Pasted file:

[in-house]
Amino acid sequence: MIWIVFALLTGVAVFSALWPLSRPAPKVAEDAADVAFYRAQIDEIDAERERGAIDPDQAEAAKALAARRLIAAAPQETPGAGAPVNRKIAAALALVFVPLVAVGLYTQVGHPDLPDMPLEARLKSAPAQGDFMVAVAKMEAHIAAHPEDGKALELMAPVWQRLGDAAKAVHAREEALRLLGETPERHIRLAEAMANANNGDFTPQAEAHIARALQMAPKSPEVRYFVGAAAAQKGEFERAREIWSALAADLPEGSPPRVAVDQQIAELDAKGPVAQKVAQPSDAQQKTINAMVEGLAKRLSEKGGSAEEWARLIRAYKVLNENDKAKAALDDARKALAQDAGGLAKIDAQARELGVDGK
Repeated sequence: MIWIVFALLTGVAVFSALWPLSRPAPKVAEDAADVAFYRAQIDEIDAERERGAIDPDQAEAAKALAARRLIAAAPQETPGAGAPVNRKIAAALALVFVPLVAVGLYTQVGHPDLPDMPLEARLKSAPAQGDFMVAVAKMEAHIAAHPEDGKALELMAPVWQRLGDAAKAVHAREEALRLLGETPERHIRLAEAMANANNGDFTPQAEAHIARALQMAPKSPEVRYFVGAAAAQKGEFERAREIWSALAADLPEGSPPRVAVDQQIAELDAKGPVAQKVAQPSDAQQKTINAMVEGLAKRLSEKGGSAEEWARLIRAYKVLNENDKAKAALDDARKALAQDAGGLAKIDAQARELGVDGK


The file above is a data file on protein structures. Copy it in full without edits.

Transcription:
[in-house]
Amino acid sequence: MIWIVFALLTGVAVFSALWPLSRPAPKVAEDAADVAFYRAQIDEIDAERERGAIDPDQAEAAKALAARRLIAAAPQETPGAGAPVNRKIAAALALVFVPLVAVGLYTQVGHPDLPDMPLEARLKSAPAQGDFMVAVAKMEAHIAAHPEDGKALELMAPVWQRLGDAAKAVHAREEALRLLGETPERHIRLAEAMANANNGDFTPQAEAHIARALQMAPKSPEVRYFVGAAAAQKGEFERAREIWSALAADLPEGSPPRVAVDQQIAELDAKGPVAQKVAQPSDAQQKTINAMVEGLAKRLSEKGGSAEEWARLIRAYKVLNENDKAKAALDDARKALAQDAGGLAKIDAQARELGVDGK
Repeated sequence: MIWIVFALLTGVAVFSALWPLSRPAPKVAEDAADVAFYRAQIDEIDAERERGAIDPDQAEAAKALAARRLIAAAPQETPGAGAPVNRKIAAALALVFVPLVAVGLYTQVGHPDLPDMPLEARLKSAPAQGDFMVAVAKMEAHIAAHPEDGKALELMAPVWQRLGDAAKAVHAREEALRLLGETPERHIRLAEAMANANNGDFTPQAEAHIARALQMAPKSPEVRYFVGAAAAQKGEFERAREIWSALAADLPEGSPPRVAVDQQIAELDAKGPVAQKVAQPSDAQQKTINAMVEGLAKRLSEKGGSAEEWARLIRAYKVLNENDKAKAALDDARKALAQDAGGLAKIDAQARELGVDGK